I want to begin by telling a story because stories, perhaps more than any other element of faith, are vital to sustaining religious communities. Stories pass on insights; they help to give shape to religious traditions; they recall paradigmatic moments or people; they define a community; they are vehicles for revelation; even though they may be ordinary, stories can tell us a lot about the sacred.

This story, I think, does all of those things. It is a true story that happened in a place as ordinary as St. Louis and as recently as 2008. The year that stretched from the summer of 2008 to the summer of 2009 was especially bizarre for the Catholic Church in the United States (and, I know there is a lot of competition for that title).

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Anthony Ruff: The Accidental Activist



The last time Father Anthony Ruff, OSB, came to New York, he was visiting with an editor from First Things, a theologically and politically conservative journal founded by the late Richard John Neuhaus, six years ago.

Ruff recently returned to Manhattan to offer the first presentation sponsored by the newly formed New York City chapter of Call to Action. Since CTA groups are rarely allowed to meet on Roman Catholic property, Ruff gave the lecture in the common room of an Episcopal Church in Greenwich Village.

This radical change of scene isn’t the only transformation that has marked Ruff’s life in the last six years.

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Archbishop Sheehan: How to Lose Catholics and Alienate People



One of my earliest memories of church is watching my mother being forced to abstain from the Eucharist during my First Holy Communion. The scene is still vivid for me.

I sat in the third pew, squirming in the frilly, miniature bridal gown and veil that we were required to wear. When I returned from my first taste of the host and sacramental wine, I turned around to watch my family receive communion.

I saw my mother kneeling alone in a pew, looking at turns sad and embarrassed. The pews around her had been vacated by Catholics worthy of receiving communion. My mother kneeled in that empty pew. She was the only parent of a new communicant who didn’t receive Eucharist that day.

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St. Joseph’s Hospital: A Phoenix in the Desert



Just days before Christians celebrated Christmas, Jesus got evicted.

In a strange twist of fate, he was removed from a hospital named after his adoptive father, St. Joseph. The whole saga took place in a desert. Only this time it was in Phoenix, Ariz., rather than Egypt.

Because a mother of four had her life saved under harrowing circumstances, the sacramental presence of Jesus was forced to evacuate a Catholic hospital in the Valley of the Sun. It’s a sad loss, really, since the body of Christ dwelt peacefully at St. Joseph’s for over 115 years.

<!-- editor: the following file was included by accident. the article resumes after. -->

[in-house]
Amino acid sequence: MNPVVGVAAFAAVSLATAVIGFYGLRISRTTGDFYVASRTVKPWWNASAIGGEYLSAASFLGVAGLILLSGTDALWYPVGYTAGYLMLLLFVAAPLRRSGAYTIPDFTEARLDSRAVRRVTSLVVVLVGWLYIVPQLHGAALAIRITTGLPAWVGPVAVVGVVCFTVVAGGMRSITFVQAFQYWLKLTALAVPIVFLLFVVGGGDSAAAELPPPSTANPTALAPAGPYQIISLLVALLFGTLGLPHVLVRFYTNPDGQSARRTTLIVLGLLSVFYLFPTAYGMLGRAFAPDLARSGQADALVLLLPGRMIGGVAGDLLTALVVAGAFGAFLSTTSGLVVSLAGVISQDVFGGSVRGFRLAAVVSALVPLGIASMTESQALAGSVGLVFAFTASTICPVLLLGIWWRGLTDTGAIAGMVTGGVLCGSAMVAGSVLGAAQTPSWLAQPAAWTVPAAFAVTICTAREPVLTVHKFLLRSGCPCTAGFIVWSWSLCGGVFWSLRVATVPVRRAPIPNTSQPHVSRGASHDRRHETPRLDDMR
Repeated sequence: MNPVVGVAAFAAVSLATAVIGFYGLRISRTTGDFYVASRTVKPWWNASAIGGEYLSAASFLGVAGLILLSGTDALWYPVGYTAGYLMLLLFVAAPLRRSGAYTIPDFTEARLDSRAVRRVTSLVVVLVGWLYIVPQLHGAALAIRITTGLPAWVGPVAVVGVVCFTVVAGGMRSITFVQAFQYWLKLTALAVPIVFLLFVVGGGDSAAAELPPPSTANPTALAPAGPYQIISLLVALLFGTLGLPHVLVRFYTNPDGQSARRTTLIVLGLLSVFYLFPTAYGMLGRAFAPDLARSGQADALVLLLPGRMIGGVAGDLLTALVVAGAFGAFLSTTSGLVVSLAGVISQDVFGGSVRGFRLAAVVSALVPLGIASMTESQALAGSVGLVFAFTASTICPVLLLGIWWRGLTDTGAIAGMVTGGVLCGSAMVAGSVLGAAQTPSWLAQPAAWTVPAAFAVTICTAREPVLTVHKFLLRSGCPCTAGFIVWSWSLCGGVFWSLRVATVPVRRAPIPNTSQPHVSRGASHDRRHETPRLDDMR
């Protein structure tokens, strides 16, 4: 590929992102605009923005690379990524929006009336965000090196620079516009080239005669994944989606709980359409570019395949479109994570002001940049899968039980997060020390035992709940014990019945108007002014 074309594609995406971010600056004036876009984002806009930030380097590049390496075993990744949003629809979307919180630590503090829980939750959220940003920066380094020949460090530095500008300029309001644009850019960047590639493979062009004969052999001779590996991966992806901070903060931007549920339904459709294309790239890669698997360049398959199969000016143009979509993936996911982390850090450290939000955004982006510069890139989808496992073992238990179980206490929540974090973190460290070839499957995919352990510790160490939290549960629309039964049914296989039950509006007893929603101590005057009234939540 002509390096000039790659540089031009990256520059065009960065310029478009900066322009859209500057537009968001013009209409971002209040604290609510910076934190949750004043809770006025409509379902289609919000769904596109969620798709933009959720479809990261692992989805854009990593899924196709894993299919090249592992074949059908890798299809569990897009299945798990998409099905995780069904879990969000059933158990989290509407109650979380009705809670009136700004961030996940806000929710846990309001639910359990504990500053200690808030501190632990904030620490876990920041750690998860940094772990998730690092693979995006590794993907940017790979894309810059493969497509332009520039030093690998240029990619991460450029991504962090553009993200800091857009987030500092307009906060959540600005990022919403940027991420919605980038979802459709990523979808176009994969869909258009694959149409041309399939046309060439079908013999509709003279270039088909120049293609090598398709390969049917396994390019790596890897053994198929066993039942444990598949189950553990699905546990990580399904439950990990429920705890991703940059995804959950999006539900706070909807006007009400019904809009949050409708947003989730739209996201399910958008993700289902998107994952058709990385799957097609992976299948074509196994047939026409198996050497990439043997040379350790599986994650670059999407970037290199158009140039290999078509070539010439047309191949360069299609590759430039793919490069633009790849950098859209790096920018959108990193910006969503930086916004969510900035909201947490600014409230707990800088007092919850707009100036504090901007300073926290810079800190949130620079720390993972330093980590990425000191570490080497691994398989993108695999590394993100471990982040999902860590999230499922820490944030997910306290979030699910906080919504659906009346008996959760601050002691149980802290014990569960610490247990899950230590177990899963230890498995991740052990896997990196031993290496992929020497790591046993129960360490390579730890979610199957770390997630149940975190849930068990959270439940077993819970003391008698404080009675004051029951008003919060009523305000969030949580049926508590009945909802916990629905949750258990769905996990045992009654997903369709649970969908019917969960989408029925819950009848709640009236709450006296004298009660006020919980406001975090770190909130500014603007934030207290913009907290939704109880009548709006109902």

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Shattered Expectations of Institutional Change Bring True Vision of God



As life-giving as it is for me to attend meetings with progressive Catholics who are committed to inviting this institutional church into greater integrity and inclusion, I always come away from these gatherings with a slight heaviness in my heart.

What weighs on me, I believe, is the palpable hurt in this group of faithful people whose expectations have been betrayed. In the late 1960s and through the 1970s it was not unreasonable for Catholics to believe that major reforms were beginning to unfold.

So often traditional Catholics make progressive Catholics feel like they are asking the impossible, or they are imposing their own secular needs on a church that is unchangeable.

In the face of these criticisms, it helps to remember that the movement to bring a spirit of change and open-mindedness to the Catholic Church was initiated by the hierarchy. It was church authorities that sought the reforms that would allow them to understand more fully the lives of the people they were serving.

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A Challenge to Elder Prophets: Help Empower the Next Generation



If you attended the Call to Action conference earlier this month, you no doubt came in contact with Shane Claiborne. He offered a Friday evening keynote address that was at turns affecting and entertaining.

If you didn’t attend the conference, you may have seen Tom Roberts’s recent profile of this urban monk.

Claiborne became the highly visible figurehead of the “new monasticism” movement after starting a community called The Simple Way with a group of friends from his Evangelical college. The Simple Way is one of many faith-based communities that live among those in need in the hope of creating positive change and transformation through service to the surrounding neighborhood.